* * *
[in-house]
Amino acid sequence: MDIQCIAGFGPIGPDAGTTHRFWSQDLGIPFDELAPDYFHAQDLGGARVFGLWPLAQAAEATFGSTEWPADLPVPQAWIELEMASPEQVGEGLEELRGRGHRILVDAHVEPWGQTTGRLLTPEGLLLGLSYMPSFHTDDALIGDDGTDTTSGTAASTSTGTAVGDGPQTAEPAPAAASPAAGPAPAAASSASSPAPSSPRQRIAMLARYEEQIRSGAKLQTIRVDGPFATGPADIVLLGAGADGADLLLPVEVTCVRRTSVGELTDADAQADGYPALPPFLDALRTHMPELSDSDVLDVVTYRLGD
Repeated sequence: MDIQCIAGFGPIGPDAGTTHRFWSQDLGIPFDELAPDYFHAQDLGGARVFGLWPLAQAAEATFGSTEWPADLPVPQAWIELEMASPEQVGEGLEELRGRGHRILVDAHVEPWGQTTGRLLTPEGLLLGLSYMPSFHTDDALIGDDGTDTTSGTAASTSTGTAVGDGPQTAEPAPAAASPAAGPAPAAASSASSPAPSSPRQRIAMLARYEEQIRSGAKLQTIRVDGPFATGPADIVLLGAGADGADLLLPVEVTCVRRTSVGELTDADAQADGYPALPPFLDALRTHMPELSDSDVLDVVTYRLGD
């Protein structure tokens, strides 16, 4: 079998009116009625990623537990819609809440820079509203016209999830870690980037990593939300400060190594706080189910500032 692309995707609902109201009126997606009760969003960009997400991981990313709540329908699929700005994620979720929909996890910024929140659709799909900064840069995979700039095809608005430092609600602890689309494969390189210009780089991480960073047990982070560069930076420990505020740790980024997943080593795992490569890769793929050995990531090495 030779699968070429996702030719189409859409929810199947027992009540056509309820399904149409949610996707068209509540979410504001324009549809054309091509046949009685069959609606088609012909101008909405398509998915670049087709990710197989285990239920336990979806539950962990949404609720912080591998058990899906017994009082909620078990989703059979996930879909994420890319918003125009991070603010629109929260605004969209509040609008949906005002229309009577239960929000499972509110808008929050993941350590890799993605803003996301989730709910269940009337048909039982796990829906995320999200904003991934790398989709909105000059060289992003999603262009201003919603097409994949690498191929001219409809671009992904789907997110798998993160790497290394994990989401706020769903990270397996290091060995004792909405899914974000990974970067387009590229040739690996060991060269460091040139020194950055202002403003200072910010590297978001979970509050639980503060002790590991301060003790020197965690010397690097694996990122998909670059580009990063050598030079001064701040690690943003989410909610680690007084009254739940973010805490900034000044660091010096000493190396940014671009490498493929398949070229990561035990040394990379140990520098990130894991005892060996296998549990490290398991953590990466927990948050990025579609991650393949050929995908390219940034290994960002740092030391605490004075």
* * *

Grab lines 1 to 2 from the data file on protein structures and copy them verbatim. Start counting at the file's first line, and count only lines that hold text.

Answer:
[in-house]
Amino acid sequence: MDIQCIAGFGPIGPDAGTTHRFWSQDLGIPFDELAPDYFHAQDLGGARVFGLWPLAQAAEATFGSTEWPADLPVPQAWIELEMASPEQVGEGLEELRGRGHRILVDAHVEPWGQTTGRLLTPEGLLLGLSYMPSFHTDDALIGDDGTDTTSGTAASTSTGTAVGDGPQTAEPAPAAASPAAGPAPAAASSASSPAPSSPRQRIAMLARYEEQIRSGAKLQTIRVDGPFATGPADIVLLGAGADGADLLLPVEVTCVRRTSVGELTDADAQADGYPALPPFLDALRTHMPELSDSDVLDVVTYRLGD